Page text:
We’ve written quite a bit about content provider’s investments in new cables. And we’ve seen headlines about Microsoft, Google, Amazon, and Facebook’s big new investments. So does that mean that content providers are the largest investors in new submarine cables?
Let’s look at the facts.
Investment in New Cables
I took data that TeleGeography has gathered on investment in new cables based on the year that those cables are planned to enter service.
Well over $2 billion of new cables are entering service per year between 2016 and 2021. If we carve out the portion that we believe are tied to content provider investments, we’ll see that content providers don’t make a huge dent. That’s because, on many cables, content providers only own one or two pairs. They aren’t the majority.
Further, there are plenty of cables around the world that have no content provider investors at all.
We still see traditional carriers playing a big role as investors. But we also see a new breed of carrier getting involved—companies like AquaComms, Hawaiki, RTI, and Seaborn. So there is still substantial investment coming from outside of content providers in terms of new cables.
But I don’t think that’s the whole story. We need to go deeper.
Investment by Route
I looked at where content providers are investing. There’s a concentration of routes across the Atlantic, as well as trans-Pacific, intra-Asia, and a few investments going to Australia and South America.
When we focus on cables entering service in 2019 and beyond in these regions, we see that content providers officially make up more than 50% of the investment on trans-Atlantic routes. They also make up about about a third of investments on trans-Pacific routes.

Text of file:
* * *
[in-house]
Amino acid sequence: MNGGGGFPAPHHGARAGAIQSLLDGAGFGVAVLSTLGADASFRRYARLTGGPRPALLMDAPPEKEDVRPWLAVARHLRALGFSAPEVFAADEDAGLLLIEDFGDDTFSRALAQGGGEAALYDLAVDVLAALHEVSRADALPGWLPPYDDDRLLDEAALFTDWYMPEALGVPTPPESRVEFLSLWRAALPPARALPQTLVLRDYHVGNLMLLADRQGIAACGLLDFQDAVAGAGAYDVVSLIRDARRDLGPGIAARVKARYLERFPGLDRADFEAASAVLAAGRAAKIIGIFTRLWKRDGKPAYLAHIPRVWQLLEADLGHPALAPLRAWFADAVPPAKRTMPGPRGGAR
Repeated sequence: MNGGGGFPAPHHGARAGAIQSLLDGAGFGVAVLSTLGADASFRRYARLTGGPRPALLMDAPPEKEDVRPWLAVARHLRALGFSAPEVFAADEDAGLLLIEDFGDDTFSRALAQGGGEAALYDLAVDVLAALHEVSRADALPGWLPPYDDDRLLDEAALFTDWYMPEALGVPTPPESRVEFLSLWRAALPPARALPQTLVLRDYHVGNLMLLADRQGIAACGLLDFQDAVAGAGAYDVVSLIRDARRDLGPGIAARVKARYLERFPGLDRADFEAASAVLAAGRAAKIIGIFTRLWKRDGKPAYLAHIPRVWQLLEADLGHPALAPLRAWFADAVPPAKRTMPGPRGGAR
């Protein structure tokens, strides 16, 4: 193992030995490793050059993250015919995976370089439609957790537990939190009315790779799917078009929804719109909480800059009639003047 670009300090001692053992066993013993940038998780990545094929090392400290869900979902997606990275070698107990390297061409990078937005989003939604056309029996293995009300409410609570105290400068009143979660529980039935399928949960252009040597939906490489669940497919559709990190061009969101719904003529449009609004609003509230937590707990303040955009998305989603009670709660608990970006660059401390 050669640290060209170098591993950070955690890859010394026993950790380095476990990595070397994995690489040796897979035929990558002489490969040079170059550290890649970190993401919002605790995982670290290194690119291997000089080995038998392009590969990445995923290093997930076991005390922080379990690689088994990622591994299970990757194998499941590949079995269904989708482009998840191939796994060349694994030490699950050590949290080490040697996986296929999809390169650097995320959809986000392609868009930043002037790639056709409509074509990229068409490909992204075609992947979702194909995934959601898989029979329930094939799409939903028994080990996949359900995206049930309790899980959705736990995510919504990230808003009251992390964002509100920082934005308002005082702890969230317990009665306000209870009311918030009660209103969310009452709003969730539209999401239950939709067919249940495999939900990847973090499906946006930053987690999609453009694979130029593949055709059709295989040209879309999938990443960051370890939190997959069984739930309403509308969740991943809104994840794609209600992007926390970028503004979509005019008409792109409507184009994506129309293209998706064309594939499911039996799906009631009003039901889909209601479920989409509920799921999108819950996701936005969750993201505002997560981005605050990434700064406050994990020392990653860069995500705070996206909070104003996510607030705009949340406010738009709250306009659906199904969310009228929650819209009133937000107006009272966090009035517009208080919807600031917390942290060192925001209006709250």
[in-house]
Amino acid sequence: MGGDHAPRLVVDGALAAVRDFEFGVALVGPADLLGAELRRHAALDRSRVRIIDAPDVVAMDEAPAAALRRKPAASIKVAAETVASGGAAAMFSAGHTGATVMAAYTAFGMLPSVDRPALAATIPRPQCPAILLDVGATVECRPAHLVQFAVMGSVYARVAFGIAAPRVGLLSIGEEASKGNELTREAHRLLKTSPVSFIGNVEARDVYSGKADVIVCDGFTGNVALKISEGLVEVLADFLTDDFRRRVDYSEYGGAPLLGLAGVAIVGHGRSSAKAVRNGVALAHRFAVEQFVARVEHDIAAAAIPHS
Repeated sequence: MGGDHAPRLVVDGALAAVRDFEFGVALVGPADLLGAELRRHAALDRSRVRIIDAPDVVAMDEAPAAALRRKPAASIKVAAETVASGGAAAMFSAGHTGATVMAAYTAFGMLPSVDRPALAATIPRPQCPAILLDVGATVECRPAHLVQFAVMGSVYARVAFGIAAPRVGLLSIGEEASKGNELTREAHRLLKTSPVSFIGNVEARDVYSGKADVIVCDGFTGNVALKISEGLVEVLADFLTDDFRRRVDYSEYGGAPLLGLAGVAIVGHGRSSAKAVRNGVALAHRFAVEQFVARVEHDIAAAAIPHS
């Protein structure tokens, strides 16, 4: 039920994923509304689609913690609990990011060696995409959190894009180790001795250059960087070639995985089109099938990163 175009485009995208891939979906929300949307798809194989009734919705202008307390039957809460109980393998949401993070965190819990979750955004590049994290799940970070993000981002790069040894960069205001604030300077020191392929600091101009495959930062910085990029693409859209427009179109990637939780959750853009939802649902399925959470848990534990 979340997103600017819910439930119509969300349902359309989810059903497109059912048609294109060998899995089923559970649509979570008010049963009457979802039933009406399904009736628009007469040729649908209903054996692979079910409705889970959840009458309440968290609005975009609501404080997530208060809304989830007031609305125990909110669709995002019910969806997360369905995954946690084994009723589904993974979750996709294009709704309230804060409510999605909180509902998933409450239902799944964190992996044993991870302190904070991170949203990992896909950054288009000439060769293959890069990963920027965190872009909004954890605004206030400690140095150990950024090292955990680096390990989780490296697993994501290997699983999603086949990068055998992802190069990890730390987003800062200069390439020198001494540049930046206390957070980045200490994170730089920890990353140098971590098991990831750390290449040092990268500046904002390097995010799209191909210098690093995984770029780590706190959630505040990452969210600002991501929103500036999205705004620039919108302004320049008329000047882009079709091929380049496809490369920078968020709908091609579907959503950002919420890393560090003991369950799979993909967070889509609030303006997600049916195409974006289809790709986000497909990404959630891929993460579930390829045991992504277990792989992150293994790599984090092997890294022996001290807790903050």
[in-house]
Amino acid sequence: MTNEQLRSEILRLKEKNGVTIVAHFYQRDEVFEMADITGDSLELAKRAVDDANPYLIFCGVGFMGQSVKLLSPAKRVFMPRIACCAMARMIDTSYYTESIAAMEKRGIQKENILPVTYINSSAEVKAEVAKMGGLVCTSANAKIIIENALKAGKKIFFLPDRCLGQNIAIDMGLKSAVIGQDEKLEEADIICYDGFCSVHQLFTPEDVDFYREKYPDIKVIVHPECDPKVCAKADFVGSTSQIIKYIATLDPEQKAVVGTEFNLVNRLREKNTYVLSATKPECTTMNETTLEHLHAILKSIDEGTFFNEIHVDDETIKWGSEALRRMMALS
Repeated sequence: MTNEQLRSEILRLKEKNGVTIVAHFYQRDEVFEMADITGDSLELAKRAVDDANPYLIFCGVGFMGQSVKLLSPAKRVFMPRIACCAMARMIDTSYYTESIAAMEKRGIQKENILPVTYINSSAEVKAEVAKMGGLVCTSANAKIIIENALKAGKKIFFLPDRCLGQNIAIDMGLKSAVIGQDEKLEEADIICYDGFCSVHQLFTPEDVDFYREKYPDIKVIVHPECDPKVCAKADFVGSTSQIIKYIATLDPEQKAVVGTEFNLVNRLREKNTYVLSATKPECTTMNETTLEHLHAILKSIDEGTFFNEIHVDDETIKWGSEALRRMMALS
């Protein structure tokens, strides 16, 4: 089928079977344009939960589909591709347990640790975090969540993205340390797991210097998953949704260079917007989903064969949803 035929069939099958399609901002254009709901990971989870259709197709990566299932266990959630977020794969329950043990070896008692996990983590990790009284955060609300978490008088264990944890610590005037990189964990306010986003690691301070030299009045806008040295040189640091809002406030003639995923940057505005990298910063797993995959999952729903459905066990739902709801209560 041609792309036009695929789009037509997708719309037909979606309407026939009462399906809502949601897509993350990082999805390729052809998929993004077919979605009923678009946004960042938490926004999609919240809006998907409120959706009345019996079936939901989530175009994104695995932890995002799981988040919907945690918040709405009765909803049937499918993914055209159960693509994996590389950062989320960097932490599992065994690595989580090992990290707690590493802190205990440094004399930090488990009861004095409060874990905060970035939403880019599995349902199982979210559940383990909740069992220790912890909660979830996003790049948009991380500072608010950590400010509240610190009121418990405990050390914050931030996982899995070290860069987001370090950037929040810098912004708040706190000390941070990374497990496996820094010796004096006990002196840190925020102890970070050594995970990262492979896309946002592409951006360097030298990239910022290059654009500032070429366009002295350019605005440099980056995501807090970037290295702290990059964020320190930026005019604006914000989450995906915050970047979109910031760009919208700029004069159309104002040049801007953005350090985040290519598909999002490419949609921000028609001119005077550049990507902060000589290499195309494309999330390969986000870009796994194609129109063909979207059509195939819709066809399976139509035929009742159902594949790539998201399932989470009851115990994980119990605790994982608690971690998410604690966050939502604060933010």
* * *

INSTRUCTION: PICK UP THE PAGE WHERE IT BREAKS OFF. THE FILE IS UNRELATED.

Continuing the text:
This indicates that we’re definitely seeing changes in the distribution of investments by content providers in planned cables that will be entering service in the next three years.
Content Provider Demand
Finally, I wanted to look up the share of bandwidth that content providers account for overall.
Content providers account for a large share of demand on many routes. It’s actually over 50% in the Atlantic, intra-Asia, and trans-Pacific. It’s also starting to become a major share on other routes like Europe to Africa and Asia.
If we just look at new cable investment, we miss something. Because content providers are investing in more than just new submarine cable builds. This is why I attempted to explore content provider investment in SLTE for these routes. I wanted to know more about purchases of fiber pairs, spectrum, and managed bandwidth.
Unfortunately, I couldn’t find public data on any such investments.
Where does that leave me? I think it’s safe to say that for new builds, content providers aren’t quite yet the majority. But if we factor in other things that they’re investing in, it’s plausible.
Alan Mauldin took on this myth during his and Tim Stronge’s SubOptic 2019 mythbusting session.
Alan Mauldin is a Research Director at TeleGeography. He manages the company’s infrastructure research group, focusing primarily on submarine cables, terrestrial networks, international Internet infrastructure, and bandwidth demand modeling. He also advises clients with due diligence analysis, feasibility studies, and business plan development for projects around the world. Alan speaks frequently about the global network industry at a wide range of conferences, including PTC, Submarine Networks World, and SubOptic.